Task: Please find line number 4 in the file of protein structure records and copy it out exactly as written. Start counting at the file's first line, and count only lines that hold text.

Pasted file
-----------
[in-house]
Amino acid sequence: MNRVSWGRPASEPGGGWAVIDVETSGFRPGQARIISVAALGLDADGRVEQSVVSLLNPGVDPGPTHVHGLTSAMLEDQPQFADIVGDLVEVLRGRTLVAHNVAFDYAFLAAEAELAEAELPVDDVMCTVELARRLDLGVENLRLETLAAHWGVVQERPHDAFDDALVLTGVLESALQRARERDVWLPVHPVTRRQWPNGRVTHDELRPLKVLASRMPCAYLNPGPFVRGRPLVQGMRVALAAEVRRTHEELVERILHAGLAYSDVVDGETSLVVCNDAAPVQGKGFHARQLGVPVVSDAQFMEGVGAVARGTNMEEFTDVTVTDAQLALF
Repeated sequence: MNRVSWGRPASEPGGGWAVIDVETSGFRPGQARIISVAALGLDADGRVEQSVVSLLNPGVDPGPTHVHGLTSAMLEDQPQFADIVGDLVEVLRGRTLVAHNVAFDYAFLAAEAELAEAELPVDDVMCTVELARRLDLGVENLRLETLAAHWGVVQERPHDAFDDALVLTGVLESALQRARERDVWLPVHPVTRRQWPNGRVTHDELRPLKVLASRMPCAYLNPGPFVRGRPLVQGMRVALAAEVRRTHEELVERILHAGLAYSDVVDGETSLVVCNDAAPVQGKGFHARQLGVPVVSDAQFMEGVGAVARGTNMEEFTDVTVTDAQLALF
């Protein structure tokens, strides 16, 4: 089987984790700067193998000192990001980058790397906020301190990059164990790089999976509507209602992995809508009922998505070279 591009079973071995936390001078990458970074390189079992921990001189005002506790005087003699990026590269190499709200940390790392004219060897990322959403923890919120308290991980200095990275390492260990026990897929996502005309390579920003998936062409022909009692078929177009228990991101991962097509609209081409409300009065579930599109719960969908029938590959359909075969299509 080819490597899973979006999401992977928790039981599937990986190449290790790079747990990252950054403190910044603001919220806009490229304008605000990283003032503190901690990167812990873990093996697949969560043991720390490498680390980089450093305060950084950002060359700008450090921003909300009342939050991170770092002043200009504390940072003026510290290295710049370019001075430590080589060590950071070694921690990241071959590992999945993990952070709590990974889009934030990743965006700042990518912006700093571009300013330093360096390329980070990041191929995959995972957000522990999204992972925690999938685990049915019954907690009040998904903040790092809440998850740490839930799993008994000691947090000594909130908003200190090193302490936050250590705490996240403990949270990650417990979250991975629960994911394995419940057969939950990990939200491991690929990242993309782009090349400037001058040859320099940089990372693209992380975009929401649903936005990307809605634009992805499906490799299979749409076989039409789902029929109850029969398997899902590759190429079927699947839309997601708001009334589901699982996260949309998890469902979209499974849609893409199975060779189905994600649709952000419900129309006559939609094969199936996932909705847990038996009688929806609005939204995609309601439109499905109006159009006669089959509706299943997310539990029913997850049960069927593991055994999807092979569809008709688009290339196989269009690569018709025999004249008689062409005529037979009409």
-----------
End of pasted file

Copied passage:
């Protein structure tokens, strides 16, 4: 089987984790700067193998000192990001980058790397906020301190990059164990790089999976509507209602992995809508009922998505070279 591009079973071995936390001078990458970074390189079992921990001189005002506790005087003699990026590269190499709200940390790392004219060897990322959403923890919120308290991980200095990275390492260990026990897929996502005309390579920003998936062409022909009692078929177009228990991101991962097509609209081409409300009065579930599109719960969908029938590959359909075969299509 080819490597899973979006999401992977928790039981599937990986190449290790790079747990990252950054403190910044603001919220806009490229304008605000990283003032503190901690990167812990873990093996697949969560043991720390490498680390980089450093305060950084950002060359700008450090921003909300009342939050991170770092002043200009504390940072003026510290290295710049370019001075430590080589060590950071070694921690990241071959590992999945993990952070709590990974889009934030990743965006700042990518912006700093571009300013330093360096390329980070990041191929995959995972957000522990999204992972925690999938685990049915019954907690009040998904903040790092809440998850740490839930799993008994000691947090000594909130908003200190090193302490936050250590705490996240403990949270990650417990979250991975629960994911394995419940057969939950990990939200491991690929990242993309782009090349400037001058040859320099940089990372693209992380975009929401649903936005990307809605634009992805499906490799299979749409076989039409789902029929109850029969398997899902590759190429079927699947839309997601708001009334589901699982996260949309998890469902979209499974849609893409199975060779189905994600649709952000419900129309006559939609094969199936996932909705847990038996009688929806609005939204995609309601439109499905109006159009006669089959509706299943997310539990029913997850049960069927593991055994999807092979569809008709688009290339196989269009690569018709025999004249008689062409005529037979009409």